- Second World War (1939-1945)
- 1st Sergeant
- Company C, 1st Battalion, 508th Parachute Infantry Regiment, 82nd Airborne Division "All American", U.S. Army
- Awarded on:
- January 22nd, 1945
- Awarded for:
- Operation Market Garden
"For extraordinary heroism in connection with military operations against an armed enemy on 18 September 1944 in Holland. With great courage, intrepidity, and on his own initiative, Sergeant Funk led a three-men patrol against a German flak battery of three 20-mm guns which were firing on American gliders then circling to land. He drove off all enemy security around the guns and led an assault which killed approximately twenty members of the crews and inflicted other casualties. The flak guns were silenced before effective fire could be placed upon the aircraft, due to the courageous and heroic actions of Sergeant Funk. The courageous action of Sergeant Funk contributed, in large part, to the prompt seizure of his company objective, and assisted in driving the enemy from the landing zone. His initiative, outstanding bravery, and strong personal leadership, despite overwhelming enemy superiority in both numbers and firepower, enabled him to render a distinguished service in the destruction of enemy resistance. His conduct reflects the highest traditions of the Army of the United States. Entered military service from Pennsylvania."
Headquarters, XVIII Airborne Corps, General Orders No. 10
"For gallantry in action from 6 to 17 June 1944, in Normandy, France. First Sergeant Funk, Company C, 1st Battalion, 508th Parachute Infantry Regiment, 82d Airborne Division, after the Normandy jump, though suffering from a badly sprained ankle, gathered a group of eighteen men and set a route of march which he believed would lead the group to friendly lines. With unerring accuracy he led this group across twenty miles of enemy infested territory. During the major portion of the journey he acted as lead scout, refusing to jeopardize the safety of his men after three scouts had been lost. The group traveled by night and after numerous encounters with enemy groups, First Sergeant Funk led them through the MLR to the security of our forces. First Sergeant Funk's courage and determination was responsible for the group's safe return, and reflects great credit upon himself."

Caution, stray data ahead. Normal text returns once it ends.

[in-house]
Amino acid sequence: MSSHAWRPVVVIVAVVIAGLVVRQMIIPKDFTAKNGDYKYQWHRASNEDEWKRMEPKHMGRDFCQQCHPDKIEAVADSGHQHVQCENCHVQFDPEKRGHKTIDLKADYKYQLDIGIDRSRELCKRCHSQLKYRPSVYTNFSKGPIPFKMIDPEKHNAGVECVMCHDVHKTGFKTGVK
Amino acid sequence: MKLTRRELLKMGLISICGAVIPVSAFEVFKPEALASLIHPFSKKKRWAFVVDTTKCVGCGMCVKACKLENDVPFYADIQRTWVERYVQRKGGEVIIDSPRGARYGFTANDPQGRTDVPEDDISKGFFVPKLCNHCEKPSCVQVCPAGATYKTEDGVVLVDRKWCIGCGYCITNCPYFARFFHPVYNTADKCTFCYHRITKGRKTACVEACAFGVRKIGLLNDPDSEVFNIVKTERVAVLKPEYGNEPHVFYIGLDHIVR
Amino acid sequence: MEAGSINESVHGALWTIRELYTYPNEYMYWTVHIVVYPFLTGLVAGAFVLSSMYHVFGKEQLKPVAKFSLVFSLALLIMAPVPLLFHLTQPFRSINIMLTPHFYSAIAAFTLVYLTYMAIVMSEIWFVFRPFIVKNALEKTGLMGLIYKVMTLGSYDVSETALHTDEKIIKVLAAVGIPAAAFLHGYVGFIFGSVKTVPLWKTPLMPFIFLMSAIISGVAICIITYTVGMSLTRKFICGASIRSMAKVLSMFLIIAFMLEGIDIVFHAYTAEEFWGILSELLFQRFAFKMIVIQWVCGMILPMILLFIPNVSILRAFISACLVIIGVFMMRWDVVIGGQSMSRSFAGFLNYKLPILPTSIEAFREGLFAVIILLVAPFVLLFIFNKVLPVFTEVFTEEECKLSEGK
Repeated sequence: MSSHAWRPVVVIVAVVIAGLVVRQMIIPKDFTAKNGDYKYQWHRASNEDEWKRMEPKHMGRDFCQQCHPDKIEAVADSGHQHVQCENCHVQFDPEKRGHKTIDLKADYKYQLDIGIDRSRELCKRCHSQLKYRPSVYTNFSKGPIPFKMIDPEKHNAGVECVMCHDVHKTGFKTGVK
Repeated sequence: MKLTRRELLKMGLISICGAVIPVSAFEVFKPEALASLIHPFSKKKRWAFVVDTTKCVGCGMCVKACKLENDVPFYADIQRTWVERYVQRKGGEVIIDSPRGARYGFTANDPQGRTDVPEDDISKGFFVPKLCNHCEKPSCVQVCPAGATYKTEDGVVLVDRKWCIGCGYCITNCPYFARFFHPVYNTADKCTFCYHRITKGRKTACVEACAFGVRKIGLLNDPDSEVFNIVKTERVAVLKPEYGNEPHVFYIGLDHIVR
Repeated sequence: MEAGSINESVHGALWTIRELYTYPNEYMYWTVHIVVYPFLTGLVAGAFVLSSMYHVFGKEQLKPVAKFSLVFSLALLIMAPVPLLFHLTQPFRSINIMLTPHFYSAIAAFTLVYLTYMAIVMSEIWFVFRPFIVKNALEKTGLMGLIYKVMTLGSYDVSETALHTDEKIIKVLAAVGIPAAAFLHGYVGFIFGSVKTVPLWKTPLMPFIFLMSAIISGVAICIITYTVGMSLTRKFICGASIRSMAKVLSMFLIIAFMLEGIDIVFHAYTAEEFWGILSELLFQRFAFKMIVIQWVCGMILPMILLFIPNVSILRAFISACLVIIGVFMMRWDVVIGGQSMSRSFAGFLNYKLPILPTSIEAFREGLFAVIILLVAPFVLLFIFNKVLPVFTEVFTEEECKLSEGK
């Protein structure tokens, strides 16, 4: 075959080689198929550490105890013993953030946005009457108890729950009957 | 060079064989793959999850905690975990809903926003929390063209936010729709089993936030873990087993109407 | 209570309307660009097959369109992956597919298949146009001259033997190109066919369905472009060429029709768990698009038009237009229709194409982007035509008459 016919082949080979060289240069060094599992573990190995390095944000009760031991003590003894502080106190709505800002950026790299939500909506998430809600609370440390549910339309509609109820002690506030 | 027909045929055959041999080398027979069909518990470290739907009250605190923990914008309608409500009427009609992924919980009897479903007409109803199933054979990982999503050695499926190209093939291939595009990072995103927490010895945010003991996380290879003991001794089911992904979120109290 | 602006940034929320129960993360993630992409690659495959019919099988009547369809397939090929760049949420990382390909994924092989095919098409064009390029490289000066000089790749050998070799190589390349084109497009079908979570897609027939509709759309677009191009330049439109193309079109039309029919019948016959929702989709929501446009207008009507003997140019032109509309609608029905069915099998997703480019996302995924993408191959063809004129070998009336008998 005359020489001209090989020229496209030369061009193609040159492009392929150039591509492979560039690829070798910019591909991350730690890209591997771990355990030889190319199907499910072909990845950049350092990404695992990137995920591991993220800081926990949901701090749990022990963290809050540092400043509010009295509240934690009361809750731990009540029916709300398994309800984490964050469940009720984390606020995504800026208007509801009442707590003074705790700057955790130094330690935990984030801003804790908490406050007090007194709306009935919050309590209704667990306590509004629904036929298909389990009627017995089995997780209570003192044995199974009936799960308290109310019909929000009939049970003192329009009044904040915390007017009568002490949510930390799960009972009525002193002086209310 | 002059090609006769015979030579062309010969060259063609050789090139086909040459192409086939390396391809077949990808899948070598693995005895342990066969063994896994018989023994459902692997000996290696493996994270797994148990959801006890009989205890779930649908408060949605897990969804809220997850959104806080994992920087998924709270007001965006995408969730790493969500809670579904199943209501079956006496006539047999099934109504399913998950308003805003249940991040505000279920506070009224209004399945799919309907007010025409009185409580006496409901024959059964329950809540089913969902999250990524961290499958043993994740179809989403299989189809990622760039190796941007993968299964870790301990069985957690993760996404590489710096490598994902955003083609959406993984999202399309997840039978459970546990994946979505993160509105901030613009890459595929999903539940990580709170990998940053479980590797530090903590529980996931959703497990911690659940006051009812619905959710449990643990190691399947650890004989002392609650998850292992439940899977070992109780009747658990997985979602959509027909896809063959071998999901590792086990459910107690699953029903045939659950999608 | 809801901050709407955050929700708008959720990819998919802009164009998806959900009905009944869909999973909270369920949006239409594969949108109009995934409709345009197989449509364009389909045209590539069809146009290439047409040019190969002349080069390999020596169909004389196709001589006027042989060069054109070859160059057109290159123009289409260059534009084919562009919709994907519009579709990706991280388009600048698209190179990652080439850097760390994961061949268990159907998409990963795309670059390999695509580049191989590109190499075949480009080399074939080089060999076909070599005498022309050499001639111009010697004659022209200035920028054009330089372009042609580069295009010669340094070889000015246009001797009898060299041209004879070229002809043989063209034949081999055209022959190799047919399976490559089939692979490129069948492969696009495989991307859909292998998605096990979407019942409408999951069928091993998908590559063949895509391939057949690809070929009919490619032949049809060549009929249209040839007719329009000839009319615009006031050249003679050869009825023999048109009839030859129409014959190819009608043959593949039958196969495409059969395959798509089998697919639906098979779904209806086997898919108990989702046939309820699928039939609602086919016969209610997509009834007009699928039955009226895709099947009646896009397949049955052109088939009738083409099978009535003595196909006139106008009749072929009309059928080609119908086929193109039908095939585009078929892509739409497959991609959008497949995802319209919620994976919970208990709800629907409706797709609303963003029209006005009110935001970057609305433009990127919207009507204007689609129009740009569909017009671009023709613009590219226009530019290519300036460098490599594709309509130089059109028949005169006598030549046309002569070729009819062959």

Headquarters 82nd Airborne Division, General Orders No. 86 (1945).
"He distinguished himself by gallant, intrepid actions against the enemy. After advancing 15 miles in a driving snowstorm, the American force prepared to attack through waist-deep drifts. The company executive officer became a casualty, and 1st Sgt. Funk immediately assumed his duties, forming headquarters soldiers into a combat unit for an assault in the face of direct artillery shelling and harassing fire from the right flank. Under his skillful and courageous leadership, this miscellaneous group and the 3d Platoon attacked 15 houses, cleared them, and took 30 prisoners without suffering a casualty. The fierce drive of Company C quickly overran Holzheim, netting some 80 prisoners, who were placed under a 4-man guard, all that could be spared, while the rest of the understrength unit went about mopping up isolated points of resistance. An enemy patrol, by means of a ruse, succeeded in capturing the guards and freeing the prisoners, and had begun preparations to attack Company C from the rear when 1st Sgt. Funk walked around the building and into their midst. He was ordered to surrender by a German officer who pushed a machine pistol into his stomach. Although overwhelmingly outnumbered and facing almost certain death, 1st Sgt. Funk, pretending to comply with the order, began slowly to unsling his submachine gun from his shoulder and then, with lightning motion, brought the muzzle into line and riddled the German officer. He turned upon the other Germans, firing and shouting to the other Americans to seize the enemy's weapons. In the ensuing fight 21 Germans were killed, many wounded, and the remainder captured. 1st Sgt. Funk's bold action and heroic disregard for his own safety were directly responsible for the recapture of a vastly superior enemy force, which, if allowed to remain free, could have taken the widespread units of Company C by surprise and endangered the entire attack plan."